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An example of an angry liver

For example, a patient came to see me who had been struggling with fatigue, some depression, and irritable bowel syndrome for a few years. Otherwise, this person was a relatively healthy, well functioning woman in her early forties. Upon diagnosis (made via pulse taking, viewing the tongue, and scanning her energetically using medical qi gong techniques) I could see and feel that this person had, from a Chinese medicine perspective, a great deal of heat and trapped energy in her liver.

The liver is the organ responsible for the smooth flow of energy in the body. Stress, frustrations, unexpressed emotions, can get stuck in us, like an energy build up that becomes imprisoned and sets us off balance. We can feel this build up of pathological liver energy when we get angry and want to “blow our stacks” or scream or have the urge to punch something.

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In our daily lives, we can address this stuck-ness in healthy or unhealthy ways to provide some relief, or we can do nothing and let the annoyances build, and end up being a snappy, irritable, exhausted human being living in misery and making ourselves sick.

For example, a healthy way to deal with an angry build up of energy is to exercise; an unhealthy way to deal with it is alcohol (alcohol is said to “scatter the qi”). Very spicy food is also another way to move stuck energy. However, too much of any of these things (including exercise) can lead to problems.

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I mentioned to my patient that despite feeling exhausted, she actually had a great deal of energy available to her, it was just stuck. I asked if there was some unresolved problem in her life causing anger and frustration. Indeed, there had been a significant traumatic event that had occurred just before her symptoms appeared. This issue was unresolved, creating a good deal of emotional suffering. According to TCM theory, emotions are made to be felt, but not held on to. Holding an emotion can cause the body to go out of balance and the longer the emotion is held, the more significant the symptoms. Negative emotions held over a long period of time can lead to significant disease.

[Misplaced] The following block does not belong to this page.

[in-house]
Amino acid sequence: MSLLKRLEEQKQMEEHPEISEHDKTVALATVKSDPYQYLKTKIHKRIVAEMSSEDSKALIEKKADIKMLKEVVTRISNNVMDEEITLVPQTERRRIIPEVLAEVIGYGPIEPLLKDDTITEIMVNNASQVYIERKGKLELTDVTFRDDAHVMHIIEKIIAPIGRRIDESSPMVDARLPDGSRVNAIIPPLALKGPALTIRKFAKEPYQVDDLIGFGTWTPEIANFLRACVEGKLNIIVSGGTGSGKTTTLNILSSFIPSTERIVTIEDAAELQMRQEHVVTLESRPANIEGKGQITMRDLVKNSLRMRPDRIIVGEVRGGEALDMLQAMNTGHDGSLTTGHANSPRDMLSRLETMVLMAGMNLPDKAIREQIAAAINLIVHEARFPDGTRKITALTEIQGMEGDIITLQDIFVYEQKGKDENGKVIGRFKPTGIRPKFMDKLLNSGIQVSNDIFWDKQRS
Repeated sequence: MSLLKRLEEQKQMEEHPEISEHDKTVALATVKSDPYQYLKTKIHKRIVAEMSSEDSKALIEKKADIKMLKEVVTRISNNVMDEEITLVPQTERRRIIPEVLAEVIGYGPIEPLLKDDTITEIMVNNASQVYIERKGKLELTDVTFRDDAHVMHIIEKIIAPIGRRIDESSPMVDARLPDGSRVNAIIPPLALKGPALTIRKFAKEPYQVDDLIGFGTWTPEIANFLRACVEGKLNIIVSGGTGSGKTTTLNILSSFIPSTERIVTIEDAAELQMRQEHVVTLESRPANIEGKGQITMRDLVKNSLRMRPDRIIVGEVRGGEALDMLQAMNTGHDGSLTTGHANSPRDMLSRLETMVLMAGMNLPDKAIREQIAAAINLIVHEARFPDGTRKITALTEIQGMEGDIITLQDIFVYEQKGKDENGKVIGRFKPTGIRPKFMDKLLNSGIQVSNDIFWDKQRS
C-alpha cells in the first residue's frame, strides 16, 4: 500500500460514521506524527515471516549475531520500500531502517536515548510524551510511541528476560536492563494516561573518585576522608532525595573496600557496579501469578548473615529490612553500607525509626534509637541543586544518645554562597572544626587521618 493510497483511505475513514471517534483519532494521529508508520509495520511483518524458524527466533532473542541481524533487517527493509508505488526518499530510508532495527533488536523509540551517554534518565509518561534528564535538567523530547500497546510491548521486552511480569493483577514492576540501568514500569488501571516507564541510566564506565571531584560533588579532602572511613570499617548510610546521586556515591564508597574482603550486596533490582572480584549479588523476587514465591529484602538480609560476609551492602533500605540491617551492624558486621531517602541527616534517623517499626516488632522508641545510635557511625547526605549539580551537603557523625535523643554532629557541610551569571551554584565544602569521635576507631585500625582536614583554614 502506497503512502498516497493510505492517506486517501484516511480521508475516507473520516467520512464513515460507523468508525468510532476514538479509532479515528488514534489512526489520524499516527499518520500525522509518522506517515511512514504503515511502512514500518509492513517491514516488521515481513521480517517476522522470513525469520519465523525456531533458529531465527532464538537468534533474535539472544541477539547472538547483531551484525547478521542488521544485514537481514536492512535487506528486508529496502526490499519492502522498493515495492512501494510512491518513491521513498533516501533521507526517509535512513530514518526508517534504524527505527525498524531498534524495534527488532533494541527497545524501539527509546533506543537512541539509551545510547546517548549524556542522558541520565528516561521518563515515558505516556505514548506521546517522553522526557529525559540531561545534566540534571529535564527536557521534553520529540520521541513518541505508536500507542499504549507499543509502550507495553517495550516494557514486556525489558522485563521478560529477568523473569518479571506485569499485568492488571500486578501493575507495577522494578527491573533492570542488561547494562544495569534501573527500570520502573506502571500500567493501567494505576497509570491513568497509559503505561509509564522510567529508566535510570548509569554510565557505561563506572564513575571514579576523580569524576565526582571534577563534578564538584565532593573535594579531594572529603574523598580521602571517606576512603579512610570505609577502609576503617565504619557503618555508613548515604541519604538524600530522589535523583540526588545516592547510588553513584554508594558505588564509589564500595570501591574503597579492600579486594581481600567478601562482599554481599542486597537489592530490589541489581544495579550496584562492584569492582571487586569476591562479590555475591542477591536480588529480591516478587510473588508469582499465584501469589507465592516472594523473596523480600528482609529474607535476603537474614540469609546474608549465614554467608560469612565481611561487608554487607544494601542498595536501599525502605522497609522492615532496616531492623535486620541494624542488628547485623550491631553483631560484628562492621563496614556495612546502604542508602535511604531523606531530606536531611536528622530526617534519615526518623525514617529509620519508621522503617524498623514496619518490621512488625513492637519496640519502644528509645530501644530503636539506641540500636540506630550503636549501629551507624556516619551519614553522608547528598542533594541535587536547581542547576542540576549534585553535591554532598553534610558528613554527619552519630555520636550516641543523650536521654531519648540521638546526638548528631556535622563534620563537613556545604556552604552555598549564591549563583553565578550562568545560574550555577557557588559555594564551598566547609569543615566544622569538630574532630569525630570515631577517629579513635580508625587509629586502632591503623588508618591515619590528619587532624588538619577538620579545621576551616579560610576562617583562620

When anger is stored in the liver, a variety of dysfunction can happen, and the liver can “attack” other organs. One common organ for it to attack is the stomach and digestive system as a whole. This is why it is hard to eat when you are angry, and why you may actually can get an upset stomach when you are angry. In my patient’s case, the anger contributed to the development of irritable bowel syndrome. Because her digestion was weakened, the food she was eating was not being optimally absorbed by her body, consequently creating fatigue because she wasn’t being adequately nourished. Therefore, she had both digestive upset as well as exhaustion, all resulting from trapped energy / emotion.

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The treatment for this patient offered several avenues to healing. First, the diagnostic process brought into her awareness the destructive nature of holding on to her anger. She had every right to be angry about what had happened, but she needed to take some steps toward resolving it, so she could move on. The awareness alone was huge. Sometimes that’s all it takes for someone to begin to heal. Sometimes the patient decides psychotherapy is an appropriate next step if they feel truly stuck and unable to move through emotional issues on their own.

Second, I addressed the energetic disharmony between her liver and digestive system using acupuncture. Each acupuncture treatment produced significant relief of symptoms, and helped with flare ups. The acupuncture channels or meridians run the length of our body, moving through the organs, so I selected points to smooth and soothe the liver, releasing that stuck energy and heat accumulated there, making the energy available to other parts of her body, and also giving her digestive system a break from the attack so it could heal. I also selected points to strengthen her digestion so she could begin to absorb more of the nutrients in her food, and subsequently have more energy.

Third, because this patient had suffered from the emotional impact of the past event for several years, her body needed additional help to get back into balance, and to have continued support as she dealt with her anger. This is where herbs come in handy. The effects of acupuncture alone can be miraculous and often resolve an acute problem in one to six treatments. Something that is chronic and long term may have depleted the body to such an extent that outside nourishment is needed in order to speed up the healing process.

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Chinese herbal medicine does not work like a pill that masks symptoms; herbal medicine works to address both the root of the problem as well as the symptoms — in her case, rebuilding the strength of her weakened digestive system and soothing the liver so that things flowed smoothly, leading to her body’s ability to truly heal.